Petersburg Medical Center’s budget is stable. According to CEO Liz Woodyard, revenue is coming in as expected. The long term care nursing home unit is full, the lab and x-ray wing is busy, as are the physical therapy and the Emergency Room departments.
Woodyard says there’s about three months of cash on hand and investments.
“The biggest challenge is really not in operations or services we provide, we’re stable with staff, we have a good physician, nurse practitioner mix, it’s not that,” Woodyard said. “It will be our building.”
The oldest part of the building is 50 years old and the plumbing is failing among other issues. The way it was built doesn’t allow maintenance to access some of the problems.
Mike Boggs is the Maintenance Director. He says they’ve done about all the efficiency improvements they can.
“That part of the building is concrete and blocked and it has a hard pan ceiling on it so you can’t get to pipes, you know they’re cemented in,” Boggs said.
Other parts of the building were built in the early 80s.
“It was state of the art then but a lot of things have changed,” Boggs said. “Like buying parts and stuff a lot of them are discontinued and when you go to upgrade them, you got to upgrade three steps back.”
To get an idea of what they might be looking at in terms of a remodel or re-build, an architect recently came to town from Juneau. The estimated cost of a remodel would be about $17 million and a rebuild about $34 million.
Doran Hammett is the Chief Financial Officer for the Petersburg Medical Center. He is ALSO the CFO for the hospital in Wrangell, another small town on a nearby island. Wrangell is also looking at a new medical center but they are a few steps ahead of Petersburg in the process.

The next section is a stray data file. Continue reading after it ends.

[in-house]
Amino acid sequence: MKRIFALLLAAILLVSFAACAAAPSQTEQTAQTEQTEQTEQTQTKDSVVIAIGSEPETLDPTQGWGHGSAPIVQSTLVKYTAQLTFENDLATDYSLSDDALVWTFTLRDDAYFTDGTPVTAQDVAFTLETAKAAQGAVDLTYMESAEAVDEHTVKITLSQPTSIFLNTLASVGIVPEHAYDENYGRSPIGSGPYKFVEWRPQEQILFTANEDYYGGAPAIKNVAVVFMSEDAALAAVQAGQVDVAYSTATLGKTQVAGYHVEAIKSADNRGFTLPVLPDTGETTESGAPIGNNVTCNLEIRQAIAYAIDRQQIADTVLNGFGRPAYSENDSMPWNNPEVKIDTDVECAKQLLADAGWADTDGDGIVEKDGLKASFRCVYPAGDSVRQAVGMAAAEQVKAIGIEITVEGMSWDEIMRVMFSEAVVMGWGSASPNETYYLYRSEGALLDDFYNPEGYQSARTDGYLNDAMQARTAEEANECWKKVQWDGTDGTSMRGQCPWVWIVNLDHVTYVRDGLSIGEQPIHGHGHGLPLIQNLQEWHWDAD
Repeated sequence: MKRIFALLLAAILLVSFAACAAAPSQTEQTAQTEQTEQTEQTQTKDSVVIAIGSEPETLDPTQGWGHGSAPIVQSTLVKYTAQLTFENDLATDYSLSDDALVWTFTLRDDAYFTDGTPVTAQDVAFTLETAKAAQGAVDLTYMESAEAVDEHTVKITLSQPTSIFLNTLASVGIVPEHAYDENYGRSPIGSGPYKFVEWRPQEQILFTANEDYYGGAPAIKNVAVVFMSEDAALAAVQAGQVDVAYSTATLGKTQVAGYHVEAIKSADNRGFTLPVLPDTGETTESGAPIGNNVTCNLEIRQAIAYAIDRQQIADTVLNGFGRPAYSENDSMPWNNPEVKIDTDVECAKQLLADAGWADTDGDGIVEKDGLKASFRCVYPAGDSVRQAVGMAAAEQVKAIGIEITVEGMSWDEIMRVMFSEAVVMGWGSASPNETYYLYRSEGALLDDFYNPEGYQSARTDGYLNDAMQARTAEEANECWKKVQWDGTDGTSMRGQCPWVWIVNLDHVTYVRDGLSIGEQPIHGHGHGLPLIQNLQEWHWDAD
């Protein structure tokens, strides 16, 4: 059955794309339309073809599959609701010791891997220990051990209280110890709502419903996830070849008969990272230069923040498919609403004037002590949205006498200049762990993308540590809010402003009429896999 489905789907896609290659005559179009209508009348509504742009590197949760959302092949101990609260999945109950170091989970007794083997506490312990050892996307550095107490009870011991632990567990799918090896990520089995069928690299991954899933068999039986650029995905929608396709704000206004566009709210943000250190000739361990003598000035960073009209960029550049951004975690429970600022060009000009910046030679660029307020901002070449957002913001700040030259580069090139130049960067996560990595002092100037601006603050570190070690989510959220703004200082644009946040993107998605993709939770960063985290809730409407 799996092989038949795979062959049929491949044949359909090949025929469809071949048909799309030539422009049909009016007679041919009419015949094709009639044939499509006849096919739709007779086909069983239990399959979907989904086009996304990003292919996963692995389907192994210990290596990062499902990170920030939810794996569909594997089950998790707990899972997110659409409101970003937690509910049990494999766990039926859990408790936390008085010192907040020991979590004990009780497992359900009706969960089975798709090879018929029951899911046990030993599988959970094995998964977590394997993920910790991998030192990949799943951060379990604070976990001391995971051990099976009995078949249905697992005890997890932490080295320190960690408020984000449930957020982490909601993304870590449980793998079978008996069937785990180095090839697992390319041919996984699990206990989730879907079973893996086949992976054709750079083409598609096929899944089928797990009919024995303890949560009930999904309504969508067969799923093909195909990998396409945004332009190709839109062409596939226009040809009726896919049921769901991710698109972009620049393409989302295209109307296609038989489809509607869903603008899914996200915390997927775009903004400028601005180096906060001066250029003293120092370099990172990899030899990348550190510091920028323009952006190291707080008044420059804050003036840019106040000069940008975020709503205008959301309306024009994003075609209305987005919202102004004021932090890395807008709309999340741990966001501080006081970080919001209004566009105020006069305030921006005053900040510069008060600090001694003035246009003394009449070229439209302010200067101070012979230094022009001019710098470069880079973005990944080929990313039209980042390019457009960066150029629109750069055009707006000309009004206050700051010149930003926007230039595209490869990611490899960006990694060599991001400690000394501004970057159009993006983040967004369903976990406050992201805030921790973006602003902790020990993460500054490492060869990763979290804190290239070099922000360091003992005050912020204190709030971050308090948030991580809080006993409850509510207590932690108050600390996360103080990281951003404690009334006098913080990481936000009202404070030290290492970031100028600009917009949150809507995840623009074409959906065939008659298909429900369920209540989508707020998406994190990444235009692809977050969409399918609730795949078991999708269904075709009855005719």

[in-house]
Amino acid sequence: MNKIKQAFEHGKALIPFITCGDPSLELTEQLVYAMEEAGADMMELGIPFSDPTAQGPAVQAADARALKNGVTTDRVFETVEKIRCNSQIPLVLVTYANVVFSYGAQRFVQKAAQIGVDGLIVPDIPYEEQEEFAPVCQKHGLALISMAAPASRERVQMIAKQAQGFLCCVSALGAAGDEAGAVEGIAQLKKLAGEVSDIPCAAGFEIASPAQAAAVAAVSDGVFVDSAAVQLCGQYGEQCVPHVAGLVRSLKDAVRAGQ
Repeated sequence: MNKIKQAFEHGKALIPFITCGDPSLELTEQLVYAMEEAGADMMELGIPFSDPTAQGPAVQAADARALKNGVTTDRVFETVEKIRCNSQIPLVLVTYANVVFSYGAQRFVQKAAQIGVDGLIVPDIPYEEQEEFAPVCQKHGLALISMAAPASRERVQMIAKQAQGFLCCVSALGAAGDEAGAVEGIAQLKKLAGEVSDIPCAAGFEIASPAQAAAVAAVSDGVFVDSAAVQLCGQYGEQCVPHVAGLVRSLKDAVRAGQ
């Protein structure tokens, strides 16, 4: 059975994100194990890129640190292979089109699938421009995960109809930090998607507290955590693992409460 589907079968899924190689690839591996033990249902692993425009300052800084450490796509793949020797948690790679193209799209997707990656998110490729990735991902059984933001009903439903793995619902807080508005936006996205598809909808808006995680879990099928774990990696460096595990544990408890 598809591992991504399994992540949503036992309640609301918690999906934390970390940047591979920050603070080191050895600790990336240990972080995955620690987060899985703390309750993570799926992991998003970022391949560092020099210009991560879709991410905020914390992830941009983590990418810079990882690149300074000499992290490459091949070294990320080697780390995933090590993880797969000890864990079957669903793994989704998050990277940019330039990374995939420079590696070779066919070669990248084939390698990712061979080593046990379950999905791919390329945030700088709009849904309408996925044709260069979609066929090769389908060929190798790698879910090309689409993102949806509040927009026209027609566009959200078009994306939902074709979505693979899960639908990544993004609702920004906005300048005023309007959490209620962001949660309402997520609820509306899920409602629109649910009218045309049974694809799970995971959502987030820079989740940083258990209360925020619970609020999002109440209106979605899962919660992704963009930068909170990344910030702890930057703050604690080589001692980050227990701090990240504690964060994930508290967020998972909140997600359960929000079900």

“We’re pretty much operationally a mirror image and so if their consultant tells them that it’s financially feasible then we have a pretty good basis for moving ahead,” Hammett said.
How much reimbursement Medicare and Medicaid would pay for a new facility is a big part of the puzzle. Both programs reimburse the hospital for the cost of their services for elderly and low-income patients.
“If you built a 35 million dollar facility, the depreciation on that facility, the interest on any debt on that facility becomes part of your cost,” Hammett said. “So, you’re reimbursement from Medicare and Medicaid are going to go up.”
The key is finding out if that increase is going to be enough to cover the debt of a new facility. Hammett expects Wrangell to know that answer within a couple of months. And that would give Petersburg a pretty good idea of what they’re up against.
But while Wrangell has land for building another hospital, Petersburg does not. The current location is near downtown and has no room for expansion. It’s just a few blocks from the water. The last time there was a tsunami warning all patients had to be evacuated.
The hospital has set up a committee to look at where a new facility might go as well as different remodel and rebuilding options.
Woodyard says it’s too preliminary for any sort of time line yet. She says she has talked with both state and federal lawmakers and they are aware of the situation.
“The success of a small town is very dependent on having a strong health care system and having health care in the community,” Woodyard said.
She expects the new facility would bring a reduction in maintenance costs and insurance costs in the long run.
The Petersburg Medical Center building itself is owned by the Petersburg Borough. Operations are run by an elected board.